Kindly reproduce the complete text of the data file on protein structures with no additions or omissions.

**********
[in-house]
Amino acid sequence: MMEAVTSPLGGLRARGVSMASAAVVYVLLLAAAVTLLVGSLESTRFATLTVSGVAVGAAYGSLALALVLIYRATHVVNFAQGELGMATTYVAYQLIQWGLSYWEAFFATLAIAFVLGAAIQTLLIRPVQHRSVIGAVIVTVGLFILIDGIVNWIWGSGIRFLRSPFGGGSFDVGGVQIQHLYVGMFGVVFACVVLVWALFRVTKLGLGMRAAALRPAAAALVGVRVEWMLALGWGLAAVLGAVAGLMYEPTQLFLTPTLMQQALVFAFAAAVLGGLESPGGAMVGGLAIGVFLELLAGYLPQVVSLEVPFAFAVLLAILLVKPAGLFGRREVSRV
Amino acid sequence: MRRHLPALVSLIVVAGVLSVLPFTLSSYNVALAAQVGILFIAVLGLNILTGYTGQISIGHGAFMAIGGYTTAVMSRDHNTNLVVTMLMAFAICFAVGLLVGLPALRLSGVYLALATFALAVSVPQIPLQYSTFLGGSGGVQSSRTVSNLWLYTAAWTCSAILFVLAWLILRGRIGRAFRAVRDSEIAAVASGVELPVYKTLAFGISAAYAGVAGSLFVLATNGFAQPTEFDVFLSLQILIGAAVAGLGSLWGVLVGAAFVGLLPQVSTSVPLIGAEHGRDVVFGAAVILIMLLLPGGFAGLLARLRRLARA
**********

[in-house]
Amino acid sequence: MMEAVTSPLGGLRARGVSMASAAVVYVLLLAAAVTLLVGSLESTRFATLTVSGVAVGAAYGSLALALVLIYRATHVVNFAQGELGMATTYVAYQLIQWGLSYWEAFFATLAIAFVLGAAIQTLLIRPVQHRSVIGAVIVTVGLFILIDGIVNWIWGSGIRFLRSPFGGGSFDVGGVQIQHLYVGMFGVVFACVVLVWALFRVTKLGLGMRAAALRPAAAALVGVRVEWMLALGWGLAAVLGAVAGLMYEPTQLFLTPTLMQQALVFAFAAAVLGGLESPGGAMVGGLAIGVFLELLAGYLPQVVSLEVPFAFAVLLAILLVKPAGLFGRREVSRV
Amino acid sequence: MRRHLPALVSLIVVAGVLSVLPFTLSSYNVALAAQVGILFIAVLGLNILTGYTGQISIGHGAFMAIGGYTTAVMSRDHNTNLVVTMLMAFAICFAVGLLVGLPALRLSGVYLALATFALAVSVPQIPLQYSTFLGGSGGVQSSRTVSNLWLYTAAWTCSAILFVLAWLILRGRIGRAFRAVRDSEIAAVASGVELPVYKTLAFGISAAYAGVAGSLFVLATNGFAQPTEFDVFLSLQILIGAAVAGLGSLWGVLVGAAFVGLLPQVSTSVPLIGAEHGRDVVFGAAVILIMLLLPGGFAGLLARLRRLARA